“Enid Bagnold, married name Lady Jones, (born October 27, 1889, Rochester, Kent, England—died March 31, 1981, London), English novelist and playwright who was known for her broad range of subject and style.
Bagnold, the daughter of an army officer, spent her early childhood in Jamaica and attended schools in England and France. She served with the British women’s services during World War I; her earliest books—A Diary Without Dates (1917) and The Happy Foreigner (1920)—describe her wartime experiences. In 1920 she married Sir Roderick Jones (1877–1962), who for 25 years was chairman of the news agency Reuters, Ltd.
Bagnold’s best-known work is the novel National Velvet (1935), which tells the story of an ambitious 14-year-old girl who rides to victory in Great Britain’s Grand National steeplechase on a horse bought for only £10; a motion picture of the same title was made from the novel in 1944. Two quite different novels are The Squire (1938; also published as The Door of Life), which conveys the mood of expectancy in a household awaiting the birth of a child, and The Loved and Envied (1951), a study of a woman facing the approach of old age. As a playwright, Bagnold achieved great success with The Chalk Garden (1955); a motion-picture version was produced in 1964. Her other stage works include Four Plays (1970) and A Matter of Gravity (1975).
Enid Bagnold’s Autobiography (from 1889) was published in 1969.”
Margaret Drabble wrote in The Guardian of 31.5.2008:
“Enid Bagnold began life as a rebel, and ended it as the lady of the manor. She moved from Chelsea and Bohemia to the butler and the garden trug. Virginia Woolf described her as “a scallywag who married a very rich man”, which seems to sum up her dilemma in a nutshell – but perhaps too small a nutshell. She had to make shifts, Woolf said, “from self to self”, and it was these uneasy transitions which inspired much of her best writing, and which provide the staccato wit of her most successful play, The Chalk Garden, about to be revived at the Donmar Theatre. She wrote on the cusp, and provoked considerable unease. Was she old-fashioned or avant-garde? It was hard to tell. Woolf was jealous of her, frightened of her, and at times contemptuous of her. She did not know how to place her, and literary history has been equally uncertain…
…Bagnold nevertheless had to fight hard for The Chalk Garden, which was to be her most lasting success. She noted that “The Chalk Garden was refused in London over a weekend”, by Binkie Beaumont of HM Tennent. “It had taken me four years to write: and a fifth in battle with my New York manager, Irene Selznick. Fury, exhaustion, crossings of the Atlantic …” But eventually it was put on in New York in 1955, with Siobhan McKenna and Gladys Cooper, and a set by Cecil Beaton. Bagnold observed that, before the first reading, Gladys Cooper called her Enid, after it, Miss Bagnold, and later on, Lady Jones. “As I ascended in social position and went down in contempt I realised she had classed me as a social character who by luck (and possibly ghosted) had got some fool to put on my play.” But all ended well, with a Broadway triumph, quickly followed by a change of heart from Binkie Beaumont and a production at the Haymarket with Edith Evans and Peggy Ashcroft, directed by John Gielgud. Bagnold’s play has provided strong parts for actresses of character: subsequent productions have starred Dulcie Gray, Eleanor Bron, Helena Bonham Carter and Dorothy Tutin.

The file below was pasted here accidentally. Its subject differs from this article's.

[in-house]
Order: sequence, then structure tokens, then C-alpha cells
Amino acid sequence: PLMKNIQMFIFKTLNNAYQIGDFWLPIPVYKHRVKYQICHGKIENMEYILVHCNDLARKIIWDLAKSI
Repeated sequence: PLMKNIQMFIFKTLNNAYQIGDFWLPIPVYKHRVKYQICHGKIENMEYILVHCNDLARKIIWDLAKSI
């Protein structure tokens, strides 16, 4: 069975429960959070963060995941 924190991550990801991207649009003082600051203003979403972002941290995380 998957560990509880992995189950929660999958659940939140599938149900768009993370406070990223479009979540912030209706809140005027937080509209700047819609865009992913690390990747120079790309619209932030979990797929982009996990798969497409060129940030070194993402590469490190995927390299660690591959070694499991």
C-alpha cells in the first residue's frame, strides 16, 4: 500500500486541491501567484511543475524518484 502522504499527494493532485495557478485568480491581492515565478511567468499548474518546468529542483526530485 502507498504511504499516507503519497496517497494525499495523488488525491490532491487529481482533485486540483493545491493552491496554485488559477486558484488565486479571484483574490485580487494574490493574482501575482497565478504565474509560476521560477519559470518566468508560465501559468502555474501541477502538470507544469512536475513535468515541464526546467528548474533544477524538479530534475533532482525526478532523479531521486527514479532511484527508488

The play is witty, aphoristic, eccentric: it was acclaimed by Kenneth Tynan in the Observer as a vindication of the West End, as “the finest artificial comedy to have flowed from an English (as opposed to an Irish) pen since the death of Congreve … We eavesdrop on a group of thoroughbred minds, expressing themselves in speech of an exquisite candour, building ornamental bridges of metaphor, tiptoeing across frail causeways of simile …”…
…It will be interesting to see how the play performs in 2008. It is a curious piece, adumbrating themes to be found in several of Bagnold’s works – most notably the tension between servant and master, and the Freudian subplots that haunt apparently conventional households…
…Interviewing servants was one of the most stressful duties of the manager of a large household, and The Chalk Garden exploits the latent drama of the situation in a manner since further explored by Alan Sugar…”